An increasing body of evidence demonstrates that targeting non-medical services, such as tailored meals, to high-risk, high-cost patients can reduce unnecessary medical costs, such as hospital readmissions and emergency department visits.
According to the Centers for Disease Control, Medicare beneficiaries with four or more chronic conditions account for 90 percent of Medicare hospital readmissions and 74 percent of overall Medicare spending.
A Bipartisan Policy Center report released in July 2019, Next Steps in Chronic Care: Expanding Innovative Medicare Benefits, offers another example of how these services could benefit the sickest patients in Medicare fee-for-service (FFS). The report provides recommendations in three issue areas: Medicare-Medicaid integration, targeting of special non-medical benefits for individuals with chronic illness in Medicare Advantage (MA), and notably, creating a pathway to offer non-medical benefits for those with chronic illness to the two-thirds of Medicare beneficiaries in traditional fee-for-service Medicare.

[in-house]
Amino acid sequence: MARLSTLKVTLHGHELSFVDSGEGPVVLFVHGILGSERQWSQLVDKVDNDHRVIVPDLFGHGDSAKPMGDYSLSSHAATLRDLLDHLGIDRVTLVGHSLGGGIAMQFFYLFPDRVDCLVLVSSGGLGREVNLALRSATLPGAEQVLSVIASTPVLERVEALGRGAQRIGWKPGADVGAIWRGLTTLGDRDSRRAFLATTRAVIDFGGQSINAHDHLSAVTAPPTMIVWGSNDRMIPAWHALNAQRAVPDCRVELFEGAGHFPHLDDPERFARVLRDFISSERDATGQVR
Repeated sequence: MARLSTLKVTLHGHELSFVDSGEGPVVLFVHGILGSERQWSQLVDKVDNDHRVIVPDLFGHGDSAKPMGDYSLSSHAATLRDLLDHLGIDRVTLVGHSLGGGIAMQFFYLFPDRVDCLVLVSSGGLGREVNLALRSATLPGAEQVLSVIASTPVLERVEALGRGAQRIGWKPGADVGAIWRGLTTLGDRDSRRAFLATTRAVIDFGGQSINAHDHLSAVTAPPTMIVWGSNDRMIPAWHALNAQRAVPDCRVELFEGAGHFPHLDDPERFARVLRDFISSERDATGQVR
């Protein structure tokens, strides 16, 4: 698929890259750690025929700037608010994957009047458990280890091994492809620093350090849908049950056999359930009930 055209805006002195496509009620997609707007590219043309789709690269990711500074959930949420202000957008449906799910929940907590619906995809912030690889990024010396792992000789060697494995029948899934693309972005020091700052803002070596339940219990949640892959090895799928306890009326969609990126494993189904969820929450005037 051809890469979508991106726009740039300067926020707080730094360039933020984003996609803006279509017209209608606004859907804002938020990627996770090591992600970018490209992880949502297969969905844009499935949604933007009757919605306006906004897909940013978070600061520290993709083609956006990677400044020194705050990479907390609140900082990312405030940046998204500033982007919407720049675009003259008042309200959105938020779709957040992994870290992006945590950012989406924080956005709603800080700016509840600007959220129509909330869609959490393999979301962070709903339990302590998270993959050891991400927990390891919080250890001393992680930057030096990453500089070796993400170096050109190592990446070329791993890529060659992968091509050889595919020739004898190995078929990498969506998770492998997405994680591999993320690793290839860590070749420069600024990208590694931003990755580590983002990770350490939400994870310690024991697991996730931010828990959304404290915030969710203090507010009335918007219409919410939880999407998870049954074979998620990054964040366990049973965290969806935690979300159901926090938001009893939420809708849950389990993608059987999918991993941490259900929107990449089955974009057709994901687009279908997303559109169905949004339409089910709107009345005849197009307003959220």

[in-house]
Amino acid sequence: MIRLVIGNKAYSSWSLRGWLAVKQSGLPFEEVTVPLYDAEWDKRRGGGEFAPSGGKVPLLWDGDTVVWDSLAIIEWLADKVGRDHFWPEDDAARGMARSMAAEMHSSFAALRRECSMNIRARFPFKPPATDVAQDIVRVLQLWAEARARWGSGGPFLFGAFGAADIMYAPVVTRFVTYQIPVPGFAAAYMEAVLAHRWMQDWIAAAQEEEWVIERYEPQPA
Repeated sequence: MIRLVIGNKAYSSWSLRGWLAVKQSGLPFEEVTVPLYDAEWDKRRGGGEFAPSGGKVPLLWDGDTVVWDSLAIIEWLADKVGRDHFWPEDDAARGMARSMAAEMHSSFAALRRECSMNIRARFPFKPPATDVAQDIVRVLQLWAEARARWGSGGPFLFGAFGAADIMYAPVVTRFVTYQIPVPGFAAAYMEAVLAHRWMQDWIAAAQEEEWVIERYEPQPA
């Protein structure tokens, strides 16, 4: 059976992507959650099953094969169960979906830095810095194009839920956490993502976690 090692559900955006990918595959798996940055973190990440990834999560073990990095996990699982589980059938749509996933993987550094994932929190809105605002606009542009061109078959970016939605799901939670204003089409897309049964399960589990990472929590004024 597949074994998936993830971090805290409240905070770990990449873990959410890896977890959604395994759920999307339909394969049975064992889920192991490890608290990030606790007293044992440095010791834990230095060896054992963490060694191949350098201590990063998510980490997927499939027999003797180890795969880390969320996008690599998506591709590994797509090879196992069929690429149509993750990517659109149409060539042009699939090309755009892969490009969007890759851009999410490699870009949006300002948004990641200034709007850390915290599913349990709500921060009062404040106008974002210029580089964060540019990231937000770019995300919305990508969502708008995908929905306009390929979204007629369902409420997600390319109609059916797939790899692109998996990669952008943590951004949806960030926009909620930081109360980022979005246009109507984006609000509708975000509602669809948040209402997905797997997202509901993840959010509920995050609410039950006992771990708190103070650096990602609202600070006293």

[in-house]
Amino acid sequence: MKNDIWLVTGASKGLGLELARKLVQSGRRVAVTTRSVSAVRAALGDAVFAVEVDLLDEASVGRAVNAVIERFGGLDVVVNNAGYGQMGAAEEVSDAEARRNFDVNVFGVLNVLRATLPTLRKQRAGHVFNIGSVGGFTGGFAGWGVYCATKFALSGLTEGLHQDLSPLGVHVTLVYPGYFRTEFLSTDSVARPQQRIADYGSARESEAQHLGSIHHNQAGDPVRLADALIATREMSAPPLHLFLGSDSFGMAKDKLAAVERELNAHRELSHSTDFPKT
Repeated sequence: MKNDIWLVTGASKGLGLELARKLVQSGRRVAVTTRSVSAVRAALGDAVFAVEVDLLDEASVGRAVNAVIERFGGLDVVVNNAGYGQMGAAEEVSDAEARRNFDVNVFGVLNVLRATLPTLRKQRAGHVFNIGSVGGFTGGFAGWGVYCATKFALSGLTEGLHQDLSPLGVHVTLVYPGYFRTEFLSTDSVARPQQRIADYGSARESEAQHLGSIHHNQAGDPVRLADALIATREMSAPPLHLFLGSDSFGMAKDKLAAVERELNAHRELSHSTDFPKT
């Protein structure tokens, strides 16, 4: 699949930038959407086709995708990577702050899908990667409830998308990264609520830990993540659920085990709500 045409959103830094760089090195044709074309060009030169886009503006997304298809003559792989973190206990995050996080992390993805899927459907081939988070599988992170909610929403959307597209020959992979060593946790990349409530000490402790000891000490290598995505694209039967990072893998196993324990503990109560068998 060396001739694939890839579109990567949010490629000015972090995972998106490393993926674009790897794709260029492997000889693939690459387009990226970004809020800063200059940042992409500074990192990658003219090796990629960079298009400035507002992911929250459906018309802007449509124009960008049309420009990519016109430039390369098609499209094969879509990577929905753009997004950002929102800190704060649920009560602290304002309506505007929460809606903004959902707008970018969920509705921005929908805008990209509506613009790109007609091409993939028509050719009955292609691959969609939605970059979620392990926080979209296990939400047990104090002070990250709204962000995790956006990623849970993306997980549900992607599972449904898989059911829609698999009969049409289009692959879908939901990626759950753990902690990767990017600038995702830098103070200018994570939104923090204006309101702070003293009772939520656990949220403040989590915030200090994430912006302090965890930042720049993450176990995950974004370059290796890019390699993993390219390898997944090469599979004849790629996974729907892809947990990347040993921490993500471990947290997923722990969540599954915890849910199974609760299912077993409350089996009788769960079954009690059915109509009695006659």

In the report, BPC lays out a legislative roadmap for the steps Congress and the Trump administration can take to add innovative non-medical benefits to Medicare FFS beneficiaries. It also introduces a new analysis by Ananya Health that illustrates the potential savings associated with these evidence-based benefits.
The recommendations build on BPC’s 2016 report on delivery system reform for dual-eligible beneficiaries, and a 2017 report on targeted non-medical services in Medicare Advantage (MA), including social services and supports. Congress adopted many of the recommendations through the Bipartisan Budget Act of 2018, and others were included in regulations and agency guidance.
Today, the 50 percent of individuals with complex needs that are in Medicare FFS lack access to these non-medical benefits. The addition of benefits in MA and two-sided risk arrangements allows plans to test benefits they believe could improve health and functional status, without adding cost to the Medicare program. Any net costs that resulted from these benefits would be borne by the plans themselves. In FFS and alternative payment models (APMs) without shared risk, providers are not responsible for the total cost of care.